Sunraycer is a product of the Australian-based Chevron Publishing Group. The country's largest automotive and motor racing book and magazine publisher, the group also produces books on other subjects. It has set new standards of quality and excellence in Australian books, and as such, was a worthy partner for the GM team in this endeavor.
AFTER THE SUNRAYCER - GM's EV1
After GM's Sunraycer won the Australian race - it wasn't even a close race, the Sunraycer crossed the finish line 2½ days before the second place racer. This car heavily inspired the EV1 that is currently available. The Impact was debuted ant the 1990 Los Angeles Auto Show. This was the first prototype for the EV1. Twelve prototypes and 23 new patents later, the first EV1 rolled of the assembly line at the Lansing Craft Centre in November of 1996. The name Impact was dropped, probably because the term doesn't sound safe. The car featured a 0.19 drag coefficient making it one of the slickest cars ever. The car can even out run the Mazda Miata, no small feat considering that electric cars are thought of as slow. In a twist of irony, the EV1 sports the 100-year-old UL mark. Underwriters Laboratories is the most widely accepted certification for electronic gear. Both the charging system and car carry the mark. Take a careful look at the EV1 on this page, it is the wave of the future.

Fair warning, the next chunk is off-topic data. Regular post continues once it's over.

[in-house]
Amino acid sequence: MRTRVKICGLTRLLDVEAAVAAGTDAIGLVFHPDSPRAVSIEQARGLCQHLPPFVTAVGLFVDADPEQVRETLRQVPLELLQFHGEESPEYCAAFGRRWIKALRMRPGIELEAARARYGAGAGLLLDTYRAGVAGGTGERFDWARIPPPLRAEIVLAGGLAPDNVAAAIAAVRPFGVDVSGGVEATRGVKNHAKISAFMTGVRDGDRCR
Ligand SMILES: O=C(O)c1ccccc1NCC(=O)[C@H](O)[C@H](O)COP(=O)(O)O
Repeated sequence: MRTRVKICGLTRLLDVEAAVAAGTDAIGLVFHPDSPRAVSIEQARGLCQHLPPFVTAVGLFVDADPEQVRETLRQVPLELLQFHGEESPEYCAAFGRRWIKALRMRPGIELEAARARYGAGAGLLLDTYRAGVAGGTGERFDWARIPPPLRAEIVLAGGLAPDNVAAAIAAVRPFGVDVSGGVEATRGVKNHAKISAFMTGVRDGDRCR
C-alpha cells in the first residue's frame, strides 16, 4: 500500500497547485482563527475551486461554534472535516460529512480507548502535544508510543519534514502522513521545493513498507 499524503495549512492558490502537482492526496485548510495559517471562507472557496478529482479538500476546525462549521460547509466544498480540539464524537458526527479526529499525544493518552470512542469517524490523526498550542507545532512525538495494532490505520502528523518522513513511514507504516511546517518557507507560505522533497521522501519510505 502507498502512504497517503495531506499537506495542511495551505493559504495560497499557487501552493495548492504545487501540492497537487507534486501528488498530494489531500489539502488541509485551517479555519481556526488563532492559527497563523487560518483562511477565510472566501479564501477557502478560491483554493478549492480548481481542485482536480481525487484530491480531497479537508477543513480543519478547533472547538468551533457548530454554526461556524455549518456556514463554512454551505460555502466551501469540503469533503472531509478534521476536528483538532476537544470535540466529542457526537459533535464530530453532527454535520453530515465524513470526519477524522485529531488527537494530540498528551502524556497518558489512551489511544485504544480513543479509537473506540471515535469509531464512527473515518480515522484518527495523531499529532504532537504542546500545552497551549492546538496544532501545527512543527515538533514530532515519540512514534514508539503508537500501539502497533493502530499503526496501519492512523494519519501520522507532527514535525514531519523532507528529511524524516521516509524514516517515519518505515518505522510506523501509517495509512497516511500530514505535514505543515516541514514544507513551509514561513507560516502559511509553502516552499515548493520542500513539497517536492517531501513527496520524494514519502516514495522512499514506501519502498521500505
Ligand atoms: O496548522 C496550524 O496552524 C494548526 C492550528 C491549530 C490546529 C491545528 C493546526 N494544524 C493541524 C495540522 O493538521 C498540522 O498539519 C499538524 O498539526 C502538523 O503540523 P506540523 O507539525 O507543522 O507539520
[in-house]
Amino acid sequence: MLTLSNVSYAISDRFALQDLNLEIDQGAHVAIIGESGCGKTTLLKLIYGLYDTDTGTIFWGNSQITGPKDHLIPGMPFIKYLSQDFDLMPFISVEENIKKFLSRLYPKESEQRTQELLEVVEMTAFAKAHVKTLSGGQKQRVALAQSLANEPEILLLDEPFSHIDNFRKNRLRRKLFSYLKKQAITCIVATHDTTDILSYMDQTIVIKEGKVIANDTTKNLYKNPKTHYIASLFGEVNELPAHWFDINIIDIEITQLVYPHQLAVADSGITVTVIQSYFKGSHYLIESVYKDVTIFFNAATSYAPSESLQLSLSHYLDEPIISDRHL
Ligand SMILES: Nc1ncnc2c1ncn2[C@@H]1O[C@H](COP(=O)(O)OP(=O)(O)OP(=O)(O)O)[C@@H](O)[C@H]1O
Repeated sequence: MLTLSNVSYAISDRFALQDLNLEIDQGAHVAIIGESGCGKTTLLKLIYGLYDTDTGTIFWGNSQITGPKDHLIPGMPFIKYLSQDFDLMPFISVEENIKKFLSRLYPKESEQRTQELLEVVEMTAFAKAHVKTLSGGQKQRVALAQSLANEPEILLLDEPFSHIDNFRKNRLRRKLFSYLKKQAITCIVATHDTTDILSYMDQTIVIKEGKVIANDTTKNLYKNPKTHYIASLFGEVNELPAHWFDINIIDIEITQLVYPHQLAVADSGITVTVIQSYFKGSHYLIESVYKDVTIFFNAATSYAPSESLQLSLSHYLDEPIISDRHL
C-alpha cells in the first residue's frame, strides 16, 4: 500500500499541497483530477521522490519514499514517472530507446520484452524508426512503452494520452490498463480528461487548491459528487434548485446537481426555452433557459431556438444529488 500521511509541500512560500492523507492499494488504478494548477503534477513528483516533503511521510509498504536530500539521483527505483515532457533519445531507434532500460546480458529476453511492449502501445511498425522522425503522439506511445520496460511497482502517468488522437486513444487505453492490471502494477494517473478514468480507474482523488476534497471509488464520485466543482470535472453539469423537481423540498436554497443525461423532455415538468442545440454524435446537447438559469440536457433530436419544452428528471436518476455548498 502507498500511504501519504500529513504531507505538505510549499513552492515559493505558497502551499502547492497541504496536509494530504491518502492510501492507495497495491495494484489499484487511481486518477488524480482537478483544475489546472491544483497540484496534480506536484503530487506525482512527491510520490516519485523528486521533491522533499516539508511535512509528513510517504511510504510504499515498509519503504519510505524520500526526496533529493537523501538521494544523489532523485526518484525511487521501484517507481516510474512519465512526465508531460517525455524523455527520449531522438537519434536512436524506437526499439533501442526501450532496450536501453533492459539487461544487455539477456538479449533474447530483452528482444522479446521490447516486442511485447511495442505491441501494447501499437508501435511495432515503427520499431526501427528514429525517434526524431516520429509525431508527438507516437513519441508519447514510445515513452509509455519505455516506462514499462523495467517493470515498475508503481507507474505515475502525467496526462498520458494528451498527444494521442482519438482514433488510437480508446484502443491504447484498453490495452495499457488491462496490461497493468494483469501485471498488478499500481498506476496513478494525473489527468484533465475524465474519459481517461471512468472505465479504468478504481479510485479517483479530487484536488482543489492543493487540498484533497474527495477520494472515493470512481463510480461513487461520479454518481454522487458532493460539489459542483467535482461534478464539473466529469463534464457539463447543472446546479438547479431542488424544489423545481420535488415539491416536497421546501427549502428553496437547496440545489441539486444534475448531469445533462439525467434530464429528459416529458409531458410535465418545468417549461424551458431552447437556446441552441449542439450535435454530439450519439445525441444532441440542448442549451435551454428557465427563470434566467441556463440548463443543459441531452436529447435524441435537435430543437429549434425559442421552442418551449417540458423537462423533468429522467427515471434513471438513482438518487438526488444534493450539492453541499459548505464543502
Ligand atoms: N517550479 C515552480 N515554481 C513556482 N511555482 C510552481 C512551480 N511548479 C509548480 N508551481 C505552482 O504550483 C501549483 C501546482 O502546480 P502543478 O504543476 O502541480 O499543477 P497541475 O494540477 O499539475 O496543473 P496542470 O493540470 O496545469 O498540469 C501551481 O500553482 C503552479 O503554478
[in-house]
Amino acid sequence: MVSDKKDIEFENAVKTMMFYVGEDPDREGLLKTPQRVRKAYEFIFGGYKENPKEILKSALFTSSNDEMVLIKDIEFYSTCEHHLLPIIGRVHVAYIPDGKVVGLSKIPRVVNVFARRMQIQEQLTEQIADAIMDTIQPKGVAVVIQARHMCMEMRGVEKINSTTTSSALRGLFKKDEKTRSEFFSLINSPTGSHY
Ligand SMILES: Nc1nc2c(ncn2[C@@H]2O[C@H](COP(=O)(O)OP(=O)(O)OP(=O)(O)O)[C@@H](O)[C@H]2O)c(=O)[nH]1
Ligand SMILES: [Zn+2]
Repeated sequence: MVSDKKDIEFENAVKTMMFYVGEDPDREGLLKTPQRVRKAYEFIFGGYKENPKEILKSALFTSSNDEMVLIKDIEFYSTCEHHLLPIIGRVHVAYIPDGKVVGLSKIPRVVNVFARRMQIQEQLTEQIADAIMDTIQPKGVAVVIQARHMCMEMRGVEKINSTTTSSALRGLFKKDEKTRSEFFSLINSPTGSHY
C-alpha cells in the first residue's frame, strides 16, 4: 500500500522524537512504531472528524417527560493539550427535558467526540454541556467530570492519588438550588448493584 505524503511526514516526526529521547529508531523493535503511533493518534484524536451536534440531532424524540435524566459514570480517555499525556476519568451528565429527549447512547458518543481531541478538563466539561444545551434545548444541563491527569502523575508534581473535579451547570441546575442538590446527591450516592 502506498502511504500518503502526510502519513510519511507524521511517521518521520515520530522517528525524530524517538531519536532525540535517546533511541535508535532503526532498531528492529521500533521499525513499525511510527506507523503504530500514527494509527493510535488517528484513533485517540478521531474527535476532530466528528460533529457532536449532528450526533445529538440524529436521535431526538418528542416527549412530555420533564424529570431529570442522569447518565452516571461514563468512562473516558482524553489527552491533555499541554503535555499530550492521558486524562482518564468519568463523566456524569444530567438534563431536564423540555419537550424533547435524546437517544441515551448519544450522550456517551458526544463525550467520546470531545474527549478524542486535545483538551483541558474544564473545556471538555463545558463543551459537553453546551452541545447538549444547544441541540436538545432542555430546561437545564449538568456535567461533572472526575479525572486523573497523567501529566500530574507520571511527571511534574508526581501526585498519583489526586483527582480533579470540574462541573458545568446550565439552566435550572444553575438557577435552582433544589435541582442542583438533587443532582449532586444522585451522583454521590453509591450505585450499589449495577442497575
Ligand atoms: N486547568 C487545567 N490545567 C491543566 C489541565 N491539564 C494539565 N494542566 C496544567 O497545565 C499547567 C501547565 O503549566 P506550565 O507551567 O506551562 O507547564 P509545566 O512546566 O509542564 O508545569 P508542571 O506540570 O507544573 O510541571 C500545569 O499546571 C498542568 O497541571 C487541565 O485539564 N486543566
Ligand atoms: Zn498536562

is by no means the first electric car on the U.S. mainland, it is however
one of the best conceived yet. Back at the last turn of the century,
electricity powered more "horseless carriages" than gasoline. As
was mentioned on the Oldsmobile page, had a fire not destroyed Ransom Olds
plant that produced electric cars, we might all be driving electric
vehicles today. Instead only a select few drive EV1's in some cities in
Arizona and California. Back in those early years electric cars were
popular because they didn't have to be hand cranked. They were also quiet
and didn't smell bad. These were big benefits in those days. However
history saw to it that the internal combustion engine won out and that is
what more than 99.999999% of the population drive. GM has toyed with
electric cars for the last few decades on and off. When the gas crisis hit
the U.S. in the early seventies and the emission controls started to
become a hot topic is when GM started to carefully look at electric cars.
This was in addition to other form of propulsion. However it was decided
that the technology was to new to be efficient enough for public
consumption. So the downsizing projects were under way to make the gas
powered cars lighter and more efficient. This worked well but did not
solve all of the problems, so research continued on for electric vehicles.
Congratulations to the team for a job well done and for advancing the cause of clean, sustainable, electric transportation.
For 2007, the Texas A&M solar car team are building a car called 'Night Rider.'
NIGHT RIDER CONTACTS:
MacNabb (Team Manager)
A&M Solar Motorsports Team
Pollock (Team Advisor)
Corps of Cadets
Giving to A&M
SOLAR CAR EVENTS
During these competitions, students learn about solar panels, electric motors, electronics, vehicle chassis, bodywork, aerodynamics, suspension, batteries and how to solve practical problems during the design process, while working as a team. It's demanding stuff and more fun that laying in bed watching TV, where individuals may seek inspiration, but achieve very little.
A taste for adventure
Solar Cola - a healthier alternative